Rory Weal, 16, gets Labour delegates' standing ovation

 
Rory Weal Rory Weal, 16, speaks during the Labour Party conference at the Echo Arena in Liverpool

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I've already heard this afternoon described as a "William Hague moment" - when a teenage William Hague addressed the Conservative Party conference in Blackpool in front of Margaret Thatcher in 1977.

This time the teenager was a 16-year-old from Maidstone called Rory Weal.

He confidently took to the podium to address delegates. In a passionate speech he told them that young people are getting "a pretty raw deal" and he said he's been directly affected by the scrapping of the Education Maintenance Allowance.

He's taken a week off from school to be at the conference, but hadn't expected to be called to give a speech.

He simply put his hand up and, not fazed by the 2,000-strong audience, achieved something which will make many shadow cabinet members envious. He received a standing ovation and a pat on the back (literally) from the party's leader Ed Miliband.

Youth appeal

Rory, who only joined the party after the last general election, is exactly the kind of young person Labour wants to attract.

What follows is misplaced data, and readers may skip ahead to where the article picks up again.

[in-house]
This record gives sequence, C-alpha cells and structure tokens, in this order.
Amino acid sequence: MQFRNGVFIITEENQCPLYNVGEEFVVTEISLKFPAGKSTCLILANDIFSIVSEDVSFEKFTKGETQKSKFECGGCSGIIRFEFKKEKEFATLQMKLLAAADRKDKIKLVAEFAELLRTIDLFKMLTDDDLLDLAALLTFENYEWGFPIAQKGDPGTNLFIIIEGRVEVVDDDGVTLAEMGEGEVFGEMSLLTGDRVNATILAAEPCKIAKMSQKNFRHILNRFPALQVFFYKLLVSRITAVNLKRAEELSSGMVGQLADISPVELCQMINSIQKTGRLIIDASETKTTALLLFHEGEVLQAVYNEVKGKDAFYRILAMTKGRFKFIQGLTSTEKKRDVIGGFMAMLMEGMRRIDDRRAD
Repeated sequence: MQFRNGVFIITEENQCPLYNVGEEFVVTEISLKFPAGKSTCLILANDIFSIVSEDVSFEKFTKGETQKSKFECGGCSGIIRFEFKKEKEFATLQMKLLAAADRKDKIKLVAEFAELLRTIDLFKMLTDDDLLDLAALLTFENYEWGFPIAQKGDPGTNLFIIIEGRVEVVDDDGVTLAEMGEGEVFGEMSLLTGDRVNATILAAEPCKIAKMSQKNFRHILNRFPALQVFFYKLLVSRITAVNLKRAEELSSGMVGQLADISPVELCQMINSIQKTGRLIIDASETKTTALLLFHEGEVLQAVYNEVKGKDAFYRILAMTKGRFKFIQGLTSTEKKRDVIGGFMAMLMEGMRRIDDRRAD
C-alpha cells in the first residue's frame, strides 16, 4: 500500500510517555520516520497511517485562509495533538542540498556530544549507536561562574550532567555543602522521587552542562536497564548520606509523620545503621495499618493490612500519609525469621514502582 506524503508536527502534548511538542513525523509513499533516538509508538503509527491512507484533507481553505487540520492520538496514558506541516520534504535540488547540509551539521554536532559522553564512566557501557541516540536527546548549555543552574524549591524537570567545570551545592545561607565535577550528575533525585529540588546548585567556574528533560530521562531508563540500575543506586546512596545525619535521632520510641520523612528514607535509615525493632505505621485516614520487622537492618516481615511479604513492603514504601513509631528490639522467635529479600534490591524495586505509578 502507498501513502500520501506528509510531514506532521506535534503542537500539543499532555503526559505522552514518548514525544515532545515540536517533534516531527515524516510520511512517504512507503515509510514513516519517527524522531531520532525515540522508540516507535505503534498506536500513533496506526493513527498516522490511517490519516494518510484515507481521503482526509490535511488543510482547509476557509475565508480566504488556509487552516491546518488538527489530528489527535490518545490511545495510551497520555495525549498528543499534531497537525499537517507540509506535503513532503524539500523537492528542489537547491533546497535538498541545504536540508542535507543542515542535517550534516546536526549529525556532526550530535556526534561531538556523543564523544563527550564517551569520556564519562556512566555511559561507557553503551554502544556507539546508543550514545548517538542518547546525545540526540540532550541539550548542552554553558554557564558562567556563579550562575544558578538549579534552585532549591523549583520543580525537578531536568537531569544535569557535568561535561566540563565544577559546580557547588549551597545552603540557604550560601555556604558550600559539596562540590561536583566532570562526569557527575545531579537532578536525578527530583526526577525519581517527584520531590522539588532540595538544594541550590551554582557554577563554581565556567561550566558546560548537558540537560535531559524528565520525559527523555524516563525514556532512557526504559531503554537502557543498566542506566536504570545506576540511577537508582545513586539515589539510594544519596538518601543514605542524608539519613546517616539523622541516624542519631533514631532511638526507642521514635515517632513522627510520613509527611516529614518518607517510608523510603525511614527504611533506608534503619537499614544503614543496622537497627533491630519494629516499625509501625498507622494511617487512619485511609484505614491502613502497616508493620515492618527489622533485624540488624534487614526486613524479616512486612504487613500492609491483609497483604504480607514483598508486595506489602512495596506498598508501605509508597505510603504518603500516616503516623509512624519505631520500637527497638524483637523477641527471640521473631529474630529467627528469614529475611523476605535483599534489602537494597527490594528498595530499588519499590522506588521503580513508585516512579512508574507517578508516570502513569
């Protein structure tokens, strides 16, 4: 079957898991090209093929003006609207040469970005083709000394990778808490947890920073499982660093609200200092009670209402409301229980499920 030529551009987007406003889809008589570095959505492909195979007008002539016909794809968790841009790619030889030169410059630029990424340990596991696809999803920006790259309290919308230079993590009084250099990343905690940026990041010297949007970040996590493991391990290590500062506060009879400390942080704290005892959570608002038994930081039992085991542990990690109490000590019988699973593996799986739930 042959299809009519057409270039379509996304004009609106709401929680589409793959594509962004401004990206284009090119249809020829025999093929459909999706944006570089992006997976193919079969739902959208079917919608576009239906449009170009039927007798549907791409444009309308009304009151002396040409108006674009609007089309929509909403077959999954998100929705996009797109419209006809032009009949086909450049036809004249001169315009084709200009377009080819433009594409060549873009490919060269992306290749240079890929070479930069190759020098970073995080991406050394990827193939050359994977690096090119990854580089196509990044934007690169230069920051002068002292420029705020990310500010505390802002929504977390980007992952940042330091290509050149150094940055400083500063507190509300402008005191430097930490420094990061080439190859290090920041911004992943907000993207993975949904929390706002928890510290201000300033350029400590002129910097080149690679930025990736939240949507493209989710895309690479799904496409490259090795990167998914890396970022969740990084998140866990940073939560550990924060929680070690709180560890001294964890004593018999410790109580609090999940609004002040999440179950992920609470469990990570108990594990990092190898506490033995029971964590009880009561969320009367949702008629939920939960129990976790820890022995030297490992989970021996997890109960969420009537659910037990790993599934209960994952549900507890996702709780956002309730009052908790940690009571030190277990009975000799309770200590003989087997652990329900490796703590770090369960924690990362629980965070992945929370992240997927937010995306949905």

Another two activists from the South East at this week's conference are Matthew Butt, a youth worker from Chatham, and Helena Dollimore from Heathfield.

Matthew says: "Looking at how central government's policies are affecting local authorities - it's having a devastating impact on young people."

Despite the fact Labour no longer has an MP in the South East, he believes the party is still relevant in the region.

He adds: "If we can win back the South East, we can win back government."

Helena welcomes the announcement that Labour would, if in government, cap student tuition fees at £6,000 - as opposed to the £9,000 limit imposed by the coalition.

Labour have had to work hard to attract new members. But despite the terrible losses they suffered at the last election there is evidence that people are still joining the party - membership has increased by 8000 members in the South East.

All three young delegates say Labour is the only party listening to young people like them. The party certainly sat up and listened to a young activist from Maidstone today.

If Labour is to reach out in the South East. it'll need to attract more young people, like Rory, to show the party has changed and is listening.

Labour has had to work hard to attract new younger members. But despite the terrible losses they suffered at the last election, there is evidence people are still joining the party - with membership increasing by 8,000 in the South East.

 
Louise Stewart Article written by Louise Stewart Louise Stewart Political editor, South East

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